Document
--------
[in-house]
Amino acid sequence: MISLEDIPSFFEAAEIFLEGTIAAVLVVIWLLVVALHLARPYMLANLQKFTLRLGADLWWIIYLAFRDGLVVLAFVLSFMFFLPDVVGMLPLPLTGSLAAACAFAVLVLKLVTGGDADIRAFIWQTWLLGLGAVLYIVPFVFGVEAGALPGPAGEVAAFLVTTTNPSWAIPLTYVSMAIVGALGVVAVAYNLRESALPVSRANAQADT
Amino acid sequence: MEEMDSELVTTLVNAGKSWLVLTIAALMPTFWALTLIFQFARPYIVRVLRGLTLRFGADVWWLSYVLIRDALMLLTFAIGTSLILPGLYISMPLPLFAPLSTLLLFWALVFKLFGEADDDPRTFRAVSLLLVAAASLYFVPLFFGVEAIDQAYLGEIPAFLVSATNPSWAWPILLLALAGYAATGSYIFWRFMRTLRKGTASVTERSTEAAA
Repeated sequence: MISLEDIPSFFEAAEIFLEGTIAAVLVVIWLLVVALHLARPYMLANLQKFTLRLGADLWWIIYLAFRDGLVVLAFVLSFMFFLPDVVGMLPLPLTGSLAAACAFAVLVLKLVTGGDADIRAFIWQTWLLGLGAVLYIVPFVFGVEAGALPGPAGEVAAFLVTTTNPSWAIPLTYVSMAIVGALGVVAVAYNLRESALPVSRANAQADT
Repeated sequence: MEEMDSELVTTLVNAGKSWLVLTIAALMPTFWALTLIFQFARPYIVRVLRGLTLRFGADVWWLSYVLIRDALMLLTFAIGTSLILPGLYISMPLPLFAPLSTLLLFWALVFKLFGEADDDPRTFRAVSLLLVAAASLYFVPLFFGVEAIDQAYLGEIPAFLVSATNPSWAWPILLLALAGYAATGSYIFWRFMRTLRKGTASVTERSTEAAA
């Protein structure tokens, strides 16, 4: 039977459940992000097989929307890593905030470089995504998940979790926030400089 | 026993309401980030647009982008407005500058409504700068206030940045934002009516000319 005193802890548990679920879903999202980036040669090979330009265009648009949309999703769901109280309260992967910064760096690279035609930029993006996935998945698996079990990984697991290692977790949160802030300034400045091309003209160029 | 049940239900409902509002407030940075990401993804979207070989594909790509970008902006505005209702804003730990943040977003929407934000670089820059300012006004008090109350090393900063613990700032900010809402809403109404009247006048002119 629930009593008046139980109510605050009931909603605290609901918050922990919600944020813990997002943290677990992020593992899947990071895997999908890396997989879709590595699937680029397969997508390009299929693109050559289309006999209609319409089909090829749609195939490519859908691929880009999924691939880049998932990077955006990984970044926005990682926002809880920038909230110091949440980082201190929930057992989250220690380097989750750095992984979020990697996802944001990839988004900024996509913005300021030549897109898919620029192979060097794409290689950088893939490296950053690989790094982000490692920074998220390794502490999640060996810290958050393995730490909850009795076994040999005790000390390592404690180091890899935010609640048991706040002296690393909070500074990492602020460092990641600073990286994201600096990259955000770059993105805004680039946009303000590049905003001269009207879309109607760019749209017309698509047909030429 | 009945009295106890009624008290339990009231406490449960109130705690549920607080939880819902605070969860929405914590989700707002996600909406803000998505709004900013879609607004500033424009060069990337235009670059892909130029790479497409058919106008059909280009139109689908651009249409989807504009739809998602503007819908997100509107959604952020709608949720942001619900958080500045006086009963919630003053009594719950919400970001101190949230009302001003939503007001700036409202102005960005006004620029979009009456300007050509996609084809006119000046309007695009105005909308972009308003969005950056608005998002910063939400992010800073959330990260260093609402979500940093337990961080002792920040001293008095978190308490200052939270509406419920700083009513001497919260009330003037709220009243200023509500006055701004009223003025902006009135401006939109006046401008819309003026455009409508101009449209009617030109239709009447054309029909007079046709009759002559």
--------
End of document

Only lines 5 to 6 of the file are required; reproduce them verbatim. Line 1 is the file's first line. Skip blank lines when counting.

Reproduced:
Repeated sequence: MEEMDSELVTTLVNAGKSWLVLTIAALMPTFWALTLIFQFARPYIVRVLRGLTLRFGADVWWLSYVLIRDALMLLTFAIGTSLILPGLYISMPLPLFAPLSTLLLFWALVFKLFGEADDDPRTFRAVSLLLVAAASLYFVPLFFGVEAIDQAYLGEIPAFLVSATNPSWAWPILLLALAGYAATGSYIFWRFMRTLRKGTASVTERSTEAAA
């Protein structure tokens, strides 16, 4: 039977459940992000097989929307890593905030470089995504998940979790926030400089 | 026993309401980030647009982008407005500058409504700068206030940045934002009516000319 005193802890548990679920879903999202980036040669090979330009265009648009949309999703769901109280309260992967910064760096690279035609930029993006996935998945698996079990990984697991290692977790949160802030300034400045091309003209160029 | 049940239900409902509002407030940075990401993804979207070989594909790509970008902006505005209702804003730990943040977003929407934000670089820059300012006004008090109350090393900063613990700032900010809402809403109404009247006048002119 629930009593008046139980109510605050009931909603605290609901918050922990919600944020813990997002943290677990992020593992899947990071895997999908890396997989879709590595699937680029397969997508390009299929693109050559289309006999209609319409089909090829749609195939490519859908691929880009999924691939880049998932990077955006990984970044926005990682926002809880920038909230110091949440980082201190929930057992989250220690380097989750750095992984979020990697996802944001990839988004900024996509913005300021030549897109898919620029192979060097794409290689950088893939490296950053690989790094982000490692920074998220390794502490999640060996810290958050393995730490909850009795076994040999005790000390390592404690180091890899935010609640048991706040002296690393909070500074990492602020460092990641600073990286994201600096990259955000770059993105805004680039946009303000590049905003001269009207879309109607760019749209017309698509047909030429 | 009945009295106890009624008290339990009231406490449960109130705690549920607080939880819902605070969860929405914590989700707002996600909406803000998505709004900013879609607004500033424009060069990337235009670059892909130029790479497409058919106008059909280009139109689908651009249409989807504009739809998602503007819908997100509107959604952020709608949720942001619900958080500045006086009963919630003053009594719950919400970001101190949230009302001003939503007001700036409202102005960005006004620029979009009456300007050509996609084809006119000046309007695009105005909308972009308003969005950056608005998002910063939400992010800073959330990260260093609402979500940093337990961080002792920040001293008095978190308490200052939270509406419920700083009513001497919260009330003037709220009243200023509500006055701004009223003025902006009135401006939109006046401008819309003026455009409508101009449209009617030109239709009447054309029909007079046709009759002559």